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Monica M. Ringer (Section 01)
(Offered as HIST 489 [ME] and ASLC 489.) The Ottoman Empire underwent a process of intense reform in the nineteenth century. Reformers were determined to strengthen their countries’ sovereignty vis-à-vis increasingly aggressive European imperial powers and embarked on a series of measures designed to improve their economies, political institutions and militaries. European institutions served as one important source of inspiration for Ottoman reformers. This course explores the complex relationship between preservation and change and between admiration and rejection of Ottoman and European ideas, institutions, and cultures that characterized the nineteenth-century reform process. We will move beyond the oversimplification and distortion inherent in the paradigm of “adoption vs. rejection” and instead seek to conceptualize the complex relationship with Europe, and with the Ottomans’ own traditions, as a process of translation. The concept of "translation" allows us to understand the process as multidirectional, entangled and interactive. The course draws on a close reading of a variety of primary and secondary sources. Students will be encouraged to apply theories of "translation" to their own research projects. Two meetings per week.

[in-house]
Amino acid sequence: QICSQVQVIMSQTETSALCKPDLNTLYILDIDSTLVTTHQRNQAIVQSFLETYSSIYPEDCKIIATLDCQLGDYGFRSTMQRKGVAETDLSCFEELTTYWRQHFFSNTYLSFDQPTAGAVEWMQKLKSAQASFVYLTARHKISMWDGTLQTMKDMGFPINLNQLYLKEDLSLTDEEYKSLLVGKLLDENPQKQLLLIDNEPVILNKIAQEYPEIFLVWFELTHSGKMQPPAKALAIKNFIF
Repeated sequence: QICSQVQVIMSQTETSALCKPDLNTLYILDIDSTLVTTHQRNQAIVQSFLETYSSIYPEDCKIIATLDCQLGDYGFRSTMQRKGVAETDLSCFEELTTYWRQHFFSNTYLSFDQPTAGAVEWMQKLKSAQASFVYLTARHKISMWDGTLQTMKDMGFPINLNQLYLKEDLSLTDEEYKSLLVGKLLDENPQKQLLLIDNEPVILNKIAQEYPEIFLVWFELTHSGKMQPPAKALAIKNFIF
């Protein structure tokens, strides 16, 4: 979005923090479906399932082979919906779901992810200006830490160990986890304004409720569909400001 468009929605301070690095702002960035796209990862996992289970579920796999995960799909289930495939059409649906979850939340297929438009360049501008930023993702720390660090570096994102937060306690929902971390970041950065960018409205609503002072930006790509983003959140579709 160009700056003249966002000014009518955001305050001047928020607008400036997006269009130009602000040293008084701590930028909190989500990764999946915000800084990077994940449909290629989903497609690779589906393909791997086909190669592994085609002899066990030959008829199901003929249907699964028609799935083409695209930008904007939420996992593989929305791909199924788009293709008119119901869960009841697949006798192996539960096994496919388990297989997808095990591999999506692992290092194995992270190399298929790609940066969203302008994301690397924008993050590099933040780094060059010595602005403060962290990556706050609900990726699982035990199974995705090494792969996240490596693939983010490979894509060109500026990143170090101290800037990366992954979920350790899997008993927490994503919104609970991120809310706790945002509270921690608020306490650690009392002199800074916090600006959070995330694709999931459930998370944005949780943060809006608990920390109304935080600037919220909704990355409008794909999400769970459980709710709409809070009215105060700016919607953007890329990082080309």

Limited to 15 students. Not open to first-year students; preference given to upper-level HIST and ASLC majors with prior coursework on the Ottoman Empire and/or Iran. Admission with consent of the instructor. Fall semester. Professor Ringer.
If Overenrolled: Preference to HIST and ASLC majors, particularly those with prior coursework in the Middle East.